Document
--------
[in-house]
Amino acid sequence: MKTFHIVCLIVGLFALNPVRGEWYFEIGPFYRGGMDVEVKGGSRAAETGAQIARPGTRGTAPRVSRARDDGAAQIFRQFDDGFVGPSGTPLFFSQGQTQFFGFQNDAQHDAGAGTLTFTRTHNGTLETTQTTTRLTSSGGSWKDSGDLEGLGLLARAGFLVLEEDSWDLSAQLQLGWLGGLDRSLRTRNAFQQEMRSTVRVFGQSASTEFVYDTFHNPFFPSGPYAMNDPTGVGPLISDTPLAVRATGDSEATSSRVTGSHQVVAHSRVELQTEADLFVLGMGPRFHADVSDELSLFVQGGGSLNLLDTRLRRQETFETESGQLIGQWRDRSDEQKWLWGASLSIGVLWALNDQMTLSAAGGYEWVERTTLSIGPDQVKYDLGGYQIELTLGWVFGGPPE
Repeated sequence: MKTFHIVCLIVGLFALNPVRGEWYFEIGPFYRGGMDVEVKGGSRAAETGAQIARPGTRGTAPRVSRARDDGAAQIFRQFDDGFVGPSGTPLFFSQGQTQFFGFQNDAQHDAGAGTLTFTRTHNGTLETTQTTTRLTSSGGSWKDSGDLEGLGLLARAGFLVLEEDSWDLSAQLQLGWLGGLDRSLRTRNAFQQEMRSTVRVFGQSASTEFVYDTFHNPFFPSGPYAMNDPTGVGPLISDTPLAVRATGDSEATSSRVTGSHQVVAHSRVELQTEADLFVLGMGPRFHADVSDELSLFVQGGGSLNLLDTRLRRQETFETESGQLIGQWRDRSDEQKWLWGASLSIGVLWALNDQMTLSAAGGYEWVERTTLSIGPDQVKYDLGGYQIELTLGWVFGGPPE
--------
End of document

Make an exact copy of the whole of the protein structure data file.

[in-house]
Amino acid sequence: MKTFHIVCLIVGLFALNPVRGEWYFEIGPFYRGGMDVEVKGGSRAAETGAQIARPGTRGTAPRVSRARDDGAAQIFRQFDDGFVGPSGTPLFFSQGQTQFFGFQNDAQHDAGAGTLTFTRTHNGTLETTQTTTRLTSSGGSWKDSGDLEGLGLLARAGFLVLEEDSWDLSAQLQLGWLGGLDRSLRTRNAFQQEMRSTVRVFGQSASTEFVYDTFHNPFFPSGPYAMNDPTGVGPLISDTPLAVRATGDSEATSSRVTGSHQVVAHSRVELQTEADLFVLGMGPRFHADVSDELSLFVQGGGSLNLLDTRLRRQETFETESGQLIGQWRDRSDEQKWLWGASLSIGVLWALNDQMTLSAAGGYEWVERTTLSIGPDQVKYDLGGYQIELTLGWVFGGPPE
Repeated sequence: MKTFHIVCLIVGLFALNPVRGEWYFEIGPFYRGGMDVEVKGGSRAAETGAQIARPGTRGTAPRVSRARDDGAAQIFRQFDDGFVGPSGTPLFFSQGQTQFFGFQNDAQHDAGAGTLTFTRTHNGTLETTQTTTRLTSSGGSWKDSGDLEGLGLLARAGFLVLEEDSWDLSAQLQLGWLGGLDRSLRTRNAFQQEMRSTVRVFGQSASTEFVYDTFHNPFFPSGPYAMNDPTGVGPLISDTPLAVRATGDSEATSSRVTGSHQVVAHSRVELQTEADLFVLGMGPRFHADVSDELSLFVQGGGSLNLLDTRLRRQETFETESGQLIGQWRDRSDEQKWLWGASLSIGVLWALNDQMTLSAAGGYEWVERTTLSIGPDQVKYDLGGYQIELTLGWVFGGPPE